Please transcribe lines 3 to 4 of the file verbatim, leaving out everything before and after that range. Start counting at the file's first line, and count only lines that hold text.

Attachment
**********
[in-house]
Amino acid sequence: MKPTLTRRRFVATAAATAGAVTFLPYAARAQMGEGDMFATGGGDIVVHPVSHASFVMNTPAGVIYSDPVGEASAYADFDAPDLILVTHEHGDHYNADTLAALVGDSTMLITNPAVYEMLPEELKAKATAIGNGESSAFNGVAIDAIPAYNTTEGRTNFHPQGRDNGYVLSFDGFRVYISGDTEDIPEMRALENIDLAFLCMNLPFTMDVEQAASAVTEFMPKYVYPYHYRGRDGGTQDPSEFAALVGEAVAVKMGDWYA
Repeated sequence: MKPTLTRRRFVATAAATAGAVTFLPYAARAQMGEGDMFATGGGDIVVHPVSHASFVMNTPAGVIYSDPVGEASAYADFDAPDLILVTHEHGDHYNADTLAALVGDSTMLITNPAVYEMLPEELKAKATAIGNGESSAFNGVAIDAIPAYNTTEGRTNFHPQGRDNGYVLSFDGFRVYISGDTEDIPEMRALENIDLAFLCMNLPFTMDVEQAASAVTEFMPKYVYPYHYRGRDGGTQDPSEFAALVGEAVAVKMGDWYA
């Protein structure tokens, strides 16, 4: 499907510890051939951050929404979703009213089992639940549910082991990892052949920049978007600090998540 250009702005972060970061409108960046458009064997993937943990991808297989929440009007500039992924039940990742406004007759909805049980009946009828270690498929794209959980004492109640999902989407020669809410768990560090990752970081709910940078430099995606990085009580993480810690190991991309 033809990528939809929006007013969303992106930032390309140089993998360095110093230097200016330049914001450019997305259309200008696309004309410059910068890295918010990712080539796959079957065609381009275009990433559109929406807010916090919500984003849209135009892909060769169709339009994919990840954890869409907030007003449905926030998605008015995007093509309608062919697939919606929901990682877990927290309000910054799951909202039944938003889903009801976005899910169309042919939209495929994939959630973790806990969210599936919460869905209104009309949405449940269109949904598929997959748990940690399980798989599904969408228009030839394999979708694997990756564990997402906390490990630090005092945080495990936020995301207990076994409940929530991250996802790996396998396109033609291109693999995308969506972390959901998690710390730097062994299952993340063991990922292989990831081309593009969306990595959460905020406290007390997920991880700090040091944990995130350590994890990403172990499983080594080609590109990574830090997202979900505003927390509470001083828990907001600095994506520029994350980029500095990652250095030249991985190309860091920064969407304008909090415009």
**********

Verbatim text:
Repeated sequence: MKPTLTRRRFVATAAATAGAVTFLPYAARAQMGEGDMFATGGGDIVVHPVSHASFVMNTPAGVIYSDPVGEASAYADFDAPDLILVTHEHGDHYNADTLAALVGDSTMLITNPAVYEMLPEELKAKATAIGNGESSAFNGVAIDAIPAYNTTEGRTNFHPQGRDNGYVLSFDGFRVYISGDTEDIPEMRALENIDLAFLCMNLPFTMDVEQAASAVTEFMPKYVYPYHYRGRDGGTQDPSEFAALVGEAVAVKMGDWYA
């Protein structure tokens, strides 16, 4: 499907510890051939951050929404979703009213089992639940549910082991990892052949920049978007600090998540 250009702005972060970061409108960046458009064997993937943990991808297989929440009007500039992924039940990742406004007759909805049980009946009828270690498929794209959980004492109640999902989407020669809410768990560090990752970081709910940078430099995606990085009580993480810690190991991309 033809990528939809929006007013969303992106930032390309140089993998360095110093230097200016330049914001450019997305259309200008696309004309410059910068890295918010990712080539796959079957065609381009275009990433559109929406807010916090919500984003849209135009892909060769169709339009994919990840954890869409907030007003449905926030998605008015995007093509309608062919697939919606929901990682877990927290309000910054799951909202039944938003889903009801976005899910169309042919939209495929994939959630973790806990969210599936919460869905209104009309949405449940269109949904598929997959748990940690399980798989599904969408228009030839394999979708694997990756564990997402906390490990630090005092945080495990936020995301207990076994409940929530991250996802790996396998396109033609291109693999995308969506972390959901998690710390730097062994299952993340063991990922292989990831081309593009969306990595959460905020406290007390997920991880700090040091944990995130350590994890990403172990499983080594080609590109990574830090997202979900505003927390509470001083828990907001600095994506520029994350980029500095990652250095030249991985190309860091920064969407304008909090415009």